Tuesday, May 6, 2014

Malignant Melanoma Staging and Advances in Chemical Agents.

This is my first blog post regarding my cancer project with Ellie Pringle.  First things first….I wanted to learn the stages and classifications of developing malignant melanoma.  An article from the National Cancer Institute gave an overview of the stages of skin cancer and the symptoms associated with each.  A melanocyte is a melanin-producing cell that is located in the bottom layer of our skin’s epidermis.  Melanin is the primary determinant of skin color in humans and is a derivative of the amino acid tyrosine. 

The Role of RbAp46 in Preventing Breast Cancer


In my last post, I discussed the morphology of the breast tissue and how it further differentiates into more advanced lobule types when when become pregnant. The article that discussed this postulated that this differentiation confers resistance to breast cancer mutations because there are less basic epithelial cells in the more complex breast tissue, which means they are less likely to be taken over and grow out of control when faced with mutagens (Russo, 2001). This is one hypothesis for why parous woman, women who have carried out a full pregnancy, have decreased rates of breast cancer. However, this article never gave any proof for what changes occur in the more complex lob 2-4 tissue, which makes it hard to fully accept this theory.

Monday, May 5, 2014

The Cure for One Cancer is the Cause of Another: Part 2

This blog post is a continuation of my last post so I will first review what was found in the first post. A 76-year-old man was diagnosed with stage IV BRAF V600K mutant melanoma. He was put on a BRAF mutant inhibitor (vemurafenib or PLX4032) and responded well to the chemotherapy until it was discovered that the drug was causing the patient to develop chronic melomoncytic leukemia. Analysis of the patient’s leukemia cells showed an upstream mutation in the NRAS oncoprotein. The doctors then hypothesized that vemurafenib was causing the hyper activation of ERK (Map Kinase) and stimulating the growth of preexisting NRAS-mutated chronic myelomonocytic leukemia cells. This is now widely known as the paradoxical activation of ERK.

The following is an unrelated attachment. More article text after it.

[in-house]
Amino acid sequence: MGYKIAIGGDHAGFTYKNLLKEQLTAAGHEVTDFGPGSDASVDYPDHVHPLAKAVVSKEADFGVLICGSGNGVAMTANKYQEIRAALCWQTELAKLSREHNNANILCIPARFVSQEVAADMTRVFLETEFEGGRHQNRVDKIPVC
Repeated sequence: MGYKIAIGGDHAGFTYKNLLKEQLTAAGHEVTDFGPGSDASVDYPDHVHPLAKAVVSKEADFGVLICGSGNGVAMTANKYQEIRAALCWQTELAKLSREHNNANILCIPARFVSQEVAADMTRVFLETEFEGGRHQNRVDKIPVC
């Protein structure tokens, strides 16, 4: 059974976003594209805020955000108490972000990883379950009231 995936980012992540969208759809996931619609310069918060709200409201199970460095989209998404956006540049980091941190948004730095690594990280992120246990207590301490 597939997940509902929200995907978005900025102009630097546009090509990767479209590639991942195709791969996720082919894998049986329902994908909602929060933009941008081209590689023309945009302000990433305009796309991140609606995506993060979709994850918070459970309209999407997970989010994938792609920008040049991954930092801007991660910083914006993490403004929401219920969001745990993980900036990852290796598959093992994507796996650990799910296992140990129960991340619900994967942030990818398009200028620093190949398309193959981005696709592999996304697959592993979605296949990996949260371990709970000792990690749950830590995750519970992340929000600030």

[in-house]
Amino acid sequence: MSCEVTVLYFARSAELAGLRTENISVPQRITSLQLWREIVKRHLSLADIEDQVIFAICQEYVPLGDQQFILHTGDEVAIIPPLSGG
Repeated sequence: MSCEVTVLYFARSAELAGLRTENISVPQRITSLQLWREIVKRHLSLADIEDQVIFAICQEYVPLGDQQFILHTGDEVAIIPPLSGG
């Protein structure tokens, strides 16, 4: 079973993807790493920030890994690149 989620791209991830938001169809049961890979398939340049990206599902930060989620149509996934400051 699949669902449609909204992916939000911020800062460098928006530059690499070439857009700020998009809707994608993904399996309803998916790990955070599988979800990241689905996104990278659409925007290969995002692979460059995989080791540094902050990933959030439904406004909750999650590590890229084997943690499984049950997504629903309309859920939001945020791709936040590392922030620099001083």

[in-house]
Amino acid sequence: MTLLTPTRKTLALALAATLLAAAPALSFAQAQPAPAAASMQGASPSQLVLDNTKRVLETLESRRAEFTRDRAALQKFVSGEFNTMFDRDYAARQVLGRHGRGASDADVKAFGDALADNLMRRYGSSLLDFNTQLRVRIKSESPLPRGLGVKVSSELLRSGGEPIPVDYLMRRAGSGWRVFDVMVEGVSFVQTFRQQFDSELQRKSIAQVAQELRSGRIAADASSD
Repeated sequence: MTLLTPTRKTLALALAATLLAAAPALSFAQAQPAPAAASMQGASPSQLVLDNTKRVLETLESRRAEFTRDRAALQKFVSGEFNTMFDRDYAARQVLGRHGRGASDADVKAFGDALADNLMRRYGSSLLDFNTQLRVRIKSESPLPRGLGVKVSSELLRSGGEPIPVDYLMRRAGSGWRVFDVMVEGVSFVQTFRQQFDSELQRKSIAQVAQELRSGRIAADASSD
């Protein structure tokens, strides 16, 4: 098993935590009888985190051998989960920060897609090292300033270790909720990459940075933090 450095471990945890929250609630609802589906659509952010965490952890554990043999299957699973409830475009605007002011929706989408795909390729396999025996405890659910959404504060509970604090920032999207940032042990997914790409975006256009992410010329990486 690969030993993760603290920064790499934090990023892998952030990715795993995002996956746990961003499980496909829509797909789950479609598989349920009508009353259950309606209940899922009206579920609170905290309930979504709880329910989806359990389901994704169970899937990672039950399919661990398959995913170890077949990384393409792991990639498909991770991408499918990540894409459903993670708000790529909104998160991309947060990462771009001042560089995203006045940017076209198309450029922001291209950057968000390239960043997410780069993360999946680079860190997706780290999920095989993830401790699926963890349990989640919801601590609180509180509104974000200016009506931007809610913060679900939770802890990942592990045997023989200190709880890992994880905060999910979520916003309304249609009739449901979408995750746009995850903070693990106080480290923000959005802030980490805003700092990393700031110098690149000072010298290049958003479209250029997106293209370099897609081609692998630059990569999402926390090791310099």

iCancer — Are cell phones increasing our risk?

Nobody Likes Cancer . . . But Everybody Likes Cell Phones!

We hear about it everyday. New foods or products are constantly putting us at risk of developing cancer, and what is worse is that many of these claims have very little support behind them. One of the most common theories that preferentially puts our generation at risk is the idea that the cell phones put us at a greater risk of developing cancer. But is this true? One of the biggest problems surrounding this topic is the vide variety of tests and results available within the scientific community. From this most big-name institutions such as the American Cancer Society(ACS) and National Cancer Institute have chosen to say that there is little scientific evidence supporting the claims, whereas others like the World Health Organization choose to list cellular devices as a potential carcinogen on the IARC's 2B list (which is essentially a watch list). Rather than generating more data that is likely to be inconclusive, I have decided to break the argument down on a few different levels in order to reach my own conclusion.
Figure 1: Source, Marion Institute

Sunday, May 4, 2014

Heterogeneity of the Circulating Tumor Cell